Symptoms Of Too Much Methimazole In Cats

According to the FDA and the Washington State Veterinary Medicine, the most common side effects of methimazole overmedication include diarrhea, nausea, vomiting, blood abnormalities, haircoat and skin abnormalities, change in appetite, and overall weakness.

Felimazole Coated Tablets (methimazole) is an FDA-approved drug used to treat feline hyperthyroidism (hyperthyroidism in cats). The tablets contain methimazole as the active ingredient and have been proven to be safer for cats than using methimazole products for people. Methimazole is an antithyroid agent that inhibits the formation of thyroid hormones. 

The use of methimazole has virtually replaced the older medication propylthiouracil (PTU) because it has few side effects and is more effective. Australians and people in the UK use carbimazole, which gets converted to methimazole in the body.

What Is Hyperthyroidism?

Hyperthyroidism results when the thyroid gland over-produces thyroid hormones. It’s the most common endocrine disease of cats older than 8-years-old. (An endocrine disease is a disease of the organs that make and secrete hormones.)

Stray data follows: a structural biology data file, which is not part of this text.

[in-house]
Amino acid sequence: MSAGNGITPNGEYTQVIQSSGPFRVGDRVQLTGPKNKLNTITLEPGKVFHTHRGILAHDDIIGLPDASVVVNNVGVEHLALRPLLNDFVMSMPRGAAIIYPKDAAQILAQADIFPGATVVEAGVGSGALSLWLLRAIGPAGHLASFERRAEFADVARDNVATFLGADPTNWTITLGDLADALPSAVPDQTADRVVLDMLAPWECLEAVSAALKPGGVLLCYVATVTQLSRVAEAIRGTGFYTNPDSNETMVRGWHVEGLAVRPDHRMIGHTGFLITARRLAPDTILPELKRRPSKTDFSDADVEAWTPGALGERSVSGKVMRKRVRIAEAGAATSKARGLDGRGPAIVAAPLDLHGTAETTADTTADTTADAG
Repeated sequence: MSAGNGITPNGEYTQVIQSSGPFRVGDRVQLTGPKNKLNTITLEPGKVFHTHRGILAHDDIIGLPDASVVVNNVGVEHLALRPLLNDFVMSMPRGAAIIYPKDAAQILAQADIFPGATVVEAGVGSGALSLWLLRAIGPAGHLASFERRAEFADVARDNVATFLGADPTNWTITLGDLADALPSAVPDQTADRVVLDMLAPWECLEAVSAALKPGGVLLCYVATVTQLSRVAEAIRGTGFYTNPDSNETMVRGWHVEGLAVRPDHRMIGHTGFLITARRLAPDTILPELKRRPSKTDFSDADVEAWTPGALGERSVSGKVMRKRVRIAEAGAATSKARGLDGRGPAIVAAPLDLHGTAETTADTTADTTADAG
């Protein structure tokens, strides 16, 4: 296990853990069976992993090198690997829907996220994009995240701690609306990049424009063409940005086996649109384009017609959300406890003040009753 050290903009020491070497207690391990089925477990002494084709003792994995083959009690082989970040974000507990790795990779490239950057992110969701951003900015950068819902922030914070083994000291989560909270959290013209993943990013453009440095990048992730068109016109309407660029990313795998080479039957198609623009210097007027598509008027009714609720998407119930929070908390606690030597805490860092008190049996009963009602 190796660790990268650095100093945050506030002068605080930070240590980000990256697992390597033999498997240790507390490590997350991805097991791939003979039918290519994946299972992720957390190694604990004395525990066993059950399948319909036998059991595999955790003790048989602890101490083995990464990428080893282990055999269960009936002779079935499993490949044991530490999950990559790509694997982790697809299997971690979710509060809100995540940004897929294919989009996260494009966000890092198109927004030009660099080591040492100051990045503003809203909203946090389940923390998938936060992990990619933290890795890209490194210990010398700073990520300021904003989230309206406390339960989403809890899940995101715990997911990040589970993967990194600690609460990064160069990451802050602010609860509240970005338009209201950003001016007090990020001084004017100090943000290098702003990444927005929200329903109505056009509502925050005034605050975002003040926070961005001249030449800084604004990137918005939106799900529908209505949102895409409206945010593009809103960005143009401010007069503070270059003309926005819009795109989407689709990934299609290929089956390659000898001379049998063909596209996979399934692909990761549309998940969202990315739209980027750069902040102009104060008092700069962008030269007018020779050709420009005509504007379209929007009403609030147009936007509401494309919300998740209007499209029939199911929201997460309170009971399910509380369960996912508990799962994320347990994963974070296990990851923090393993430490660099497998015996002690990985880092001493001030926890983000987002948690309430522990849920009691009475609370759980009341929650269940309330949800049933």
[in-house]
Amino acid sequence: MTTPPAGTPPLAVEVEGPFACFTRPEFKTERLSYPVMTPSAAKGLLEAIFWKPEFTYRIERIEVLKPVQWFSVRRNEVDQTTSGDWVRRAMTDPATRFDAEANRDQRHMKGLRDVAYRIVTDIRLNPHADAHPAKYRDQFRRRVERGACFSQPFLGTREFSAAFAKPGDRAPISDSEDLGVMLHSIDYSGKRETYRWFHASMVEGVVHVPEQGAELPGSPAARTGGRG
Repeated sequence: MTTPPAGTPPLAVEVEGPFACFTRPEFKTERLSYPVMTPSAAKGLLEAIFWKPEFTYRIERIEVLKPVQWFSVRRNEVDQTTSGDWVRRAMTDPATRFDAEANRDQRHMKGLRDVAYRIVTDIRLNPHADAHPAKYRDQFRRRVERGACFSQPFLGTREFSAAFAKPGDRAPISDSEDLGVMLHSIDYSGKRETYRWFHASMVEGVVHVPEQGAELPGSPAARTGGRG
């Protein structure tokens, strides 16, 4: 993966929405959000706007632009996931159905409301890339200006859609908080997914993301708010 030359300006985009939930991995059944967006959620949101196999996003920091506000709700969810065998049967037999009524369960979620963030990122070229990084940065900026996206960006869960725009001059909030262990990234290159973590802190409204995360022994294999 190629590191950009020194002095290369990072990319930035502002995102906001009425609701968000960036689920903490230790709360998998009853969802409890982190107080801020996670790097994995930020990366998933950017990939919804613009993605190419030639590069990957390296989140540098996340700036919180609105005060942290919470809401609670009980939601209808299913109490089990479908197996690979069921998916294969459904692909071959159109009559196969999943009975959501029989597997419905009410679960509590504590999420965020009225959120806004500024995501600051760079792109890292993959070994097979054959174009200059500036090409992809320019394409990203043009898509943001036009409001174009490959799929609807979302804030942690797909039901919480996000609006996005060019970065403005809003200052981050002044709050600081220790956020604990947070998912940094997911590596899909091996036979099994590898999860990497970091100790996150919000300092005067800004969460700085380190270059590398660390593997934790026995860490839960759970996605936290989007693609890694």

In almost 99 percent of the cases, hyperthyroidism is caused by a benign (non-cancerous) tumor of the thyroid gland. The butterfly-shaped thyroid gland is located in the neck, with one lobe on each side. It plays an important role in regulating the body’s “engine,” or metabolic rate. When the thyroid gland produces an excessive amount of thyroid hormones, it causes the cat’s “engine” to run at an abnormally high speed. This high metabolic rate negatively affects almost all of the cat’s organs.

What Is Methimazole?

Methimazole is an antithyroid drug used to treat and manage hyperthyroidism in cats. Hyperthyroidism is a disease where the thyroid is overactive producing too much thyroxine. Thyroxine causes unwanted clinical signs and can lead to secondary diseases. By using this drug these clinical signs can be managed and secondary diseases avoided. 

Methimazole Mechanism Of Action

To understand methimazole’s mechanism of action we have to understand what thyroxine does to the body. When a cat’s body has an overproduction of thyroxine it causes weight loss, increased appetite, polydipsia (increased thirst), hyperactivity (being unusually or abnormally active), tachycardia (increased heart rate), unkempt hair coat, and in extreme conditions vomiting/diarrhea. 

Thyroxine is what controls your cat’s metabolism. An influx of it will cause your cat’s body to go into overdrive leading to the unwanted signs mentioned above.